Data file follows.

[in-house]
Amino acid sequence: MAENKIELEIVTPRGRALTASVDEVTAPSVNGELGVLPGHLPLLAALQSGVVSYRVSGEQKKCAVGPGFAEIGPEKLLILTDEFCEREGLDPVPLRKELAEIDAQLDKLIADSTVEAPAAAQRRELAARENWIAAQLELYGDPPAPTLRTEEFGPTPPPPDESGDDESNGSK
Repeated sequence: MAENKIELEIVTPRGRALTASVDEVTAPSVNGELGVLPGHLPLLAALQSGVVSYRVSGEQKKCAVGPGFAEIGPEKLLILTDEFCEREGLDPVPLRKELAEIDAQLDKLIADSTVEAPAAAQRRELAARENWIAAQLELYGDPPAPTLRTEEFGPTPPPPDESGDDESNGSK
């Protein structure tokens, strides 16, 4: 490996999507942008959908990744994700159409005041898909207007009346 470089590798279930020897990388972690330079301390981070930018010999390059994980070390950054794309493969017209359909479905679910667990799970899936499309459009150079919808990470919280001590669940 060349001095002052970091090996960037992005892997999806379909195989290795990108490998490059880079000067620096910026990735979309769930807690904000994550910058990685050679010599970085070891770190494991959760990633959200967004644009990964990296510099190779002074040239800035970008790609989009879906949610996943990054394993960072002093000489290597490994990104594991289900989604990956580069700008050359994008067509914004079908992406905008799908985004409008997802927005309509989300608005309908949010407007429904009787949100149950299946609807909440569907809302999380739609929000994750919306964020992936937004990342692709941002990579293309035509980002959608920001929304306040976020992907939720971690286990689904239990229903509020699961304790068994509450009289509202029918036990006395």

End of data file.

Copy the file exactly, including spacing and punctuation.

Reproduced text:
[in-house]
Amino acid sequence: MAENKIELEIVTPRGRALTASVDEVTAPSVNGELGVLPGHLPLLAALQSGVVSYRVSGEQKKCAVGPGFAEIGPEKLLILTDEFCEREGLDPVPLRKELAEIDAQLDKLIADSTVEAPAAAQRRELAARENWIAAQLELYGDPPAPTLRTEEFGPTPPPPDESGDDESNGSK
Repeated sequence: MAENKIELEIVTPRGRALTASVDEVTAPSVNGELGVLPGHLPLLAALQSGVVSYRVSGEQKKCAVGPGFAEIGPEKLLILTDEFCEREGLDPVPLRKELAEIDAQLDKLIADSTVEAPAAAQRRELAARENWIAAQLELYGDPPAPTLRTEEFGPTPPPPDESGDDESNGSK
């Protein structure tokens, strides 16, 4: 490996999507942008959908990744994700159409005041898909207007009346 470089590798279930020897990388972690330079301390981070930018010999390059994980070390950054794309493969017209359909479905679910667990799970899936499309459009150079919808990470919280001590669940 060349001095002052970091090996960037992005892997999806379909195989290795990108490998490059880079000067620096910026990735979309769930807690904000994550910058990685050679010599970085070891770190494991959760990633959200967004644009990964990296510099190779002074040239800035970008790609989009879906949610996943990054394993960072002093000489290597490994990104594991289900989604990956580069700008050359994008067509914004079908992406905008799908985004409008997802927005309509989300608005309908949010407007429904009787949100149950299946609807909440569907809302999380739609929000994750919306964020992936937004990342692709941002990579293309035509980002959608920001929304306040976020992907939720971690286990689904239990229903509020699961304790068994509450009289509202029918036990006395």